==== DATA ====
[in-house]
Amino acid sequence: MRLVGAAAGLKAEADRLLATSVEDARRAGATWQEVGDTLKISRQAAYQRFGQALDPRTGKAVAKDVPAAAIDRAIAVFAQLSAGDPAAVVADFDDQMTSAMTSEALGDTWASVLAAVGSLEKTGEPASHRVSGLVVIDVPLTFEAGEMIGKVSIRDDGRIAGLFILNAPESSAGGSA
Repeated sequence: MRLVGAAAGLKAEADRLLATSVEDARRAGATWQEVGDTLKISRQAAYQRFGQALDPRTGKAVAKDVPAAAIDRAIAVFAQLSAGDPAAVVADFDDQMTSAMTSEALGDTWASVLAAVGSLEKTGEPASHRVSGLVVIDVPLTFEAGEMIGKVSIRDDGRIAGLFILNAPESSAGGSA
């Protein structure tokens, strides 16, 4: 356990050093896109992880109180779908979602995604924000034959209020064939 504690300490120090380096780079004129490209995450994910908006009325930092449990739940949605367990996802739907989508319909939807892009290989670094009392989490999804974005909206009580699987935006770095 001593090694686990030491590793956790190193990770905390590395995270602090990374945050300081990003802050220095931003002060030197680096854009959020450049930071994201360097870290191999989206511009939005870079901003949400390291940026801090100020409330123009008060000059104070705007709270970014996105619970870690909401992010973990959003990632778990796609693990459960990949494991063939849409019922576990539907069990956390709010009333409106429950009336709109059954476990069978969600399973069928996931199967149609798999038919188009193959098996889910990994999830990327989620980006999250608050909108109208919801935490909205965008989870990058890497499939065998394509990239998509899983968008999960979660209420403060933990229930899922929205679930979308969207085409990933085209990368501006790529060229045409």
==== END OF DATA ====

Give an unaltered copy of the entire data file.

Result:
[in-house]
Amino acid sequence: MRLVGAAAGLKAEADRLLATSVEDARRAGATWQEVGDTLKISRQAAYQRFGQALDPRTGKAVAKDVPAAAIDRAIAVFAQLSAGDPAAVVADFDDQMTSAMTSEALGDTWASVLAAVGSLEKTGEPASHRVSGLVVIDVPLTFEAGEMIGKVSIRDDGRIAGLFILNAPESSAGGSA
Repeated sequence: MRLVGAAAGLKAEADRLLATSVEDARRAGATWQEVGDTLKISRQAAYQRFGQALDPRTGKAVAKDVPAAAIDRAIAVFAQLSAGDPAAVVADFDDQMTSAMTSEALGDTWASVLAAVGSLEKTGEPASHRVSGLVVIDVPLTFEAGEMIGKVSIRDDGRIAGLFILNAPESSAGGSA
């Protein structure tokens, strides 16, 4: 356990050093896109992880109180779908979602995604924000034959209020064939 504690300490120090380096780079004129490209995450994910908006009325930092449990739940949605367990996802739907989508319909939807892009290989670094009392989490999804974005909206009580699987935006770095 001593090694686990030491590793956790190193990770905390590395995270602090990374945050300081990003802050220095931003002060030197680096854009959020450049930071994201360097870290191999989206511009939005870079901003949400390291940026801090100020409330123009008060000059104070705007709270970014996105619970870690909401992010973990959003990632778990796609693990459960990949494991063939849409019922576990539907069990956390709010009333409106429950009336709109059954476990069978969600399973069928996931199967149609798999038919188009193959098996889910990994999830990327989620980006999250608050909108109208919801935490909205965008989870990058890497499939065998394509990239998509899983968008999960979660209420403060933990229930899922929205679930979308969207085409990933085209990368501006790529060229045409």